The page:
Filibuster challenge fails in court
on Apr 15, 2014 at 4:57 pm
Civic groups, lawmakers, and individuals who believe that the Constitution requires majority rule in Congress failed in their challenge to Senate filibuster rules, as a federal appeals court decided on Tuesday that they had sued the wrong targets. The right target, it said, would be the Senate itself. That leaves one problem: that chamber is probably shielded by constitutional immunity.
In a decision by a three-judge panel of the U.S. Court of Appeals for the District of Columbia Circuit, the challenge was blocked because the court lacked any power to decide it. Those who sued could not show that they had a right to sue, because they were suing individuals who did not cause the failure of legislation that they favored. The cause of injury, if any, the panel said, was the Senate itself, and it was not sued.
For the past two years, the advocacy group Common Cause, several members of the House, and individuals — all in support of legislation that failed due to filibusters — have been pursuing their constitutional claim that it violates the principle of majority rule to require sixty of the Senate’s one hundred votes to get a bill passed in that chamber, if there is any significant opposition to it — or even if, for whatever reason, forty-one senators line up against it.
The lawsuit was begun after a filibuster in the Senate in 2010 had killed two bills that had been passed by the House of Representatives — a bill to give Congress power to force more public disclosure of election campaign finances, and a measure to provide benefits to children of undocumented immigrants who had entered the country. Neither measure was ever brought to a vote in the Senate, because filibusters were mounted and the measures were then abandoned.
The main claim of the lawsuit is that, when those who wrote the Constitution wanted to require more than a majority for the government to act, they did so explicitly in the constitutional text. A Senate rule that essentially requires sixty votes for passage, the lawsuit argued, was unconstitutional under that principle.
A federal judge threw out the case in 2012, ruling that none of those who sued could show that they had suffered any legal injury from the filibuster rule. They could not show that the bills would have been passed if not for the filibuster, the judge ruled. That decision also said there was nothing the courts could do about the problem and that, in any event, the dispute was about a “political question” out of the reach of the courts.
The D.C. Circuit panel agreed with that result, but had its own reasons. It said that, under Article III of the Constitution, a lawsuit in federal court must point to an individual or an organization that was actually to blame for a claimed injury.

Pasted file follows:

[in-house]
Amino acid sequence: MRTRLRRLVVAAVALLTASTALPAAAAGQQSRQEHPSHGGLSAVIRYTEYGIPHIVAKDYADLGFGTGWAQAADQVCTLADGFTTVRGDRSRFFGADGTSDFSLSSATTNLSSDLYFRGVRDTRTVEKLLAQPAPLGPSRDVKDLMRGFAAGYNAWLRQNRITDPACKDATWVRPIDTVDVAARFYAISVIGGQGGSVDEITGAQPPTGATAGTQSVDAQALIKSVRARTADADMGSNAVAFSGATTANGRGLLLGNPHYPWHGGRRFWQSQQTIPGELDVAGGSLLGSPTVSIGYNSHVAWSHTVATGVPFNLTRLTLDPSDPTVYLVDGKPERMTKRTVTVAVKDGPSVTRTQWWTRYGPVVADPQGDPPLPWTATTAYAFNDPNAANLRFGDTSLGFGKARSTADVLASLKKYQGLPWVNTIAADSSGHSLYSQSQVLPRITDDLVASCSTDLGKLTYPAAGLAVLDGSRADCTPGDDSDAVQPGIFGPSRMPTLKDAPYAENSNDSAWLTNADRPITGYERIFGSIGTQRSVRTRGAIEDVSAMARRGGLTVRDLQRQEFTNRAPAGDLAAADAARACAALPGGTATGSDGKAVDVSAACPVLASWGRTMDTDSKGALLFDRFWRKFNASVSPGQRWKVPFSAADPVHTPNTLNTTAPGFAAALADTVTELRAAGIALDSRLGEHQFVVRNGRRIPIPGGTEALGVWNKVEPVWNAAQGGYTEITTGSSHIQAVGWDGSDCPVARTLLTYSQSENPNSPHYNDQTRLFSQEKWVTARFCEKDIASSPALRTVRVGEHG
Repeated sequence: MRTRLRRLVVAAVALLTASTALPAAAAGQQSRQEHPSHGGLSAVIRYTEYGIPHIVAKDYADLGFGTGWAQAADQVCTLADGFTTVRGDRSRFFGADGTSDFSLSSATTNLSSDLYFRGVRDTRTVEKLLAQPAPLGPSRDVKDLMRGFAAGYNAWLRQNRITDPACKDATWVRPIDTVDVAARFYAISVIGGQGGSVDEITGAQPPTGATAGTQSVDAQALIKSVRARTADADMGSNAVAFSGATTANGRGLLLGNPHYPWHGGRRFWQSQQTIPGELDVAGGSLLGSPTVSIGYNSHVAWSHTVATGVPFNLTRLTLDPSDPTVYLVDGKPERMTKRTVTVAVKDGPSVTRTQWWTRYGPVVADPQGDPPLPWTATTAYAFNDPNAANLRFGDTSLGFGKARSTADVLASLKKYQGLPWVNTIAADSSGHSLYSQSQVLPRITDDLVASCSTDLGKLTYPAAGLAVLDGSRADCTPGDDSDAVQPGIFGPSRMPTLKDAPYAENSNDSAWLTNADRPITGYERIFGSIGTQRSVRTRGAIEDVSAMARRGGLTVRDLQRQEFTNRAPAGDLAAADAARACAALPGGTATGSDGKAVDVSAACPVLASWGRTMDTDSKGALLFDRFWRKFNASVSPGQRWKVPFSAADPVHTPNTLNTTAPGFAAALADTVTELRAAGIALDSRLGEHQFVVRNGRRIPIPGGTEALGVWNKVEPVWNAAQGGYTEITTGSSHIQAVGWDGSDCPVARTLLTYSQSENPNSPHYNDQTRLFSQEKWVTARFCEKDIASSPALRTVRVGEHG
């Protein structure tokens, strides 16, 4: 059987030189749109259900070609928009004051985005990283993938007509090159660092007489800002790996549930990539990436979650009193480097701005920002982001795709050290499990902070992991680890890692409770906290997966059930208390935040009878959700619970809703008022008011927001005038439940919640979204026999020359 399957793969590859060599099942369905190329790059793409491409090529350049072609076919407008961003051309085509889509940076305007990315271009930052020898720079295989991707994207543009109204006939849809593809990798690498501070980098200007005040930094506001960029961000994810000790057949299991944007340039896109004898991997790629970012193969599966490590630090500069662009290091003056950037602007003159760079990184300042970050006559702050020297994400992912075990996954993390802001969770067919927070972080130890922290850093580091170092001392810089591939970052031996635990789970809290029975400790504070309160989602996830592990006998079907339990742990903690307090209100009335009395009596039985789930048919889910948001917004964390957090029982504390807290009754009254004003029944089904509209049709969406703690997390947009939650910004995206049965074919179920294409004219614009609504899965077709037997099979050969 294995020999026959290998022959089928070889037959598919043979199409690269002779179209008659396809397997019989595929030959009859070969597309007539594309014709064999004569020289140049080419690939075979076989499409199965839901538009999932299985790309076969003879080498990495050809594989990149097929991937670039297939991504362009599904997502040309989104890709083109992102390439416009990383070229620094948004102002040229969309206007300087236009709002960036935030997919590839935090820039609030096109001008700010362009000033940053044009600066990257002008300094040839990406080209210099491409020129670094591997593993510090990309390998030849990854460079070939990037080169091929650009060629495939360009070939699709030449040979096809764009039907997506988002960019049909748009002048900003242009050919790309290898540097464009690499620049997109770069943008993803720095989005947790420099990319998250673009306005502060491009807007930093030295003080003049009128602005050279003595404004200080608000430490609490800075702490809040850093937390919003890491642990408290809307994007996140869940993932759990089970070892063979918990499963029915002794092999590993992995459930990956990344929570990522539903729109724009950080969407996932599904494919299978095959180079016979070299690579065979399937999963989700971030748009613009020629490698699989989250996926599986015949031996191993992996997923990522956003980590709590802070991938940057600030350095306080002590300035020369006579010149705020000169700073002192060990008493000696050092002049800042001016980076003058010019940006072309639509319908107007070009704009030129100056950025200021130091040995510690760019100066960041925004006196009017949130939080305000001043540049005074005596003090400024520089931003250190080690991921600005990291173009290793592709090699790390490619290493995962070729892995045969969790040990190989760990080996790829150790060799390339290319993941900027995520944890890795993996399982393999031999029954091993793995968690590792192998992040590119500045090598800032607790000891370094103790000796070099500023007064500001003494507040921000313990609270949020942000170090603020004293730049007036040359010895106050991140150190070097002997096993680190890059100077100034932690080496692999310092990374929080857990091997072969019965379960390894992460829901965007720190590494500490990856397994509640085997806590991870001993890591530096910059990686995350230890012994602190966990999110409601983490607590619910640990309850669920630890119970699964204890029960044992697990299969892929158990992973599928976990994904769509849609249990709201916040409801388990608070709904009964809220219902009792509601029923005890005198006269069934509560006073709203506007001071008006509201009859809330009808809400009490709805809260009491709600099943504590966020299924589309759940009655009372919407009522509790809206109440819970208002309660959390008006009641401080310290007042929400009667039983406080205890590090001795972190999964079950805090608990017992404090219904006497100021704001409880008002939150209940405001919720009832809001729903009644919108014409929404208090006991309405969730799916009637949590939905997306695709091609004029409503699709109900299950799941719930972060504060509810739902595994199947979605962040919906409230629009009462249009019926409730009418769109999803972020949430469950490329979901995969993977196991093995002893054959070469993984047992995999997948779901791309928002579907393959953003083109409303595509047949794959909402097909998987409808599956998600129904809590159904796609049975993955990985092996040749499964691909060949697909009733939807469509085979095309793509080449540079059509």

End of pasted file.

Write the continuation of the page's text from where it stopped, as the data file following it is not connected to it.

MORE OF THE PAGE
In this lawsuit, the court pointed out in an opinion written by Senior Circuit Judge A. Raymond Randolph, the challengers sued Vice President Biden for his role as Senate presiding officer (now and then) and three of the Senate’s staff officers: its secretary, its parliamentarian, and its sergeant-at-arms.
The panel said it knew why the lawsuit had picked out those four to sue: senators — and presumably, the Senate itself — cannot be sued for anything done in the way of legislative activity, because such a legal claim is totally barred by the Constitution’s Speech or Debate Clause.
It was the Senate, as a body, that adopted the filibuster rules, beginning in 1917. And it was the Senate that maintained the rules in 2010, and it was the Senate that refused to let the two House-passed bills come to a vote.
If the court were to rule in favor of the challengers, the opinion said, it would be the Senate “that has to conduct its legislative business according to a court-ordered change in its rules.” But, it indicated, that won’t happen, because the Senate was not sued.
The decision did not spell out specifically why a lawsuit against the Senate as a body might fail, but it made a glancing comment about one: the Speech or Debate Clause. Although most court rulings that have dealt with that clause’s meaning have come in cases in which actual legislators or their aides were seeking the immunity from suit, it seems doubtful that a court would deny the Senate the same kind of shield against a lawsuit.
There also is the concept of separation of powers, laid out in the very structure of the Constitution’s first three articles and enforced, more or less, to keep one branch from going too far to cross over into the other’s constitutional territory.
The challengers have the option of asking the full bench of the D.C. Circuit to consider the claim, or of asking the Supreme Court to do so. Neither the en banc D.C. Circuit nor the Supreme Court is obliged to grant review.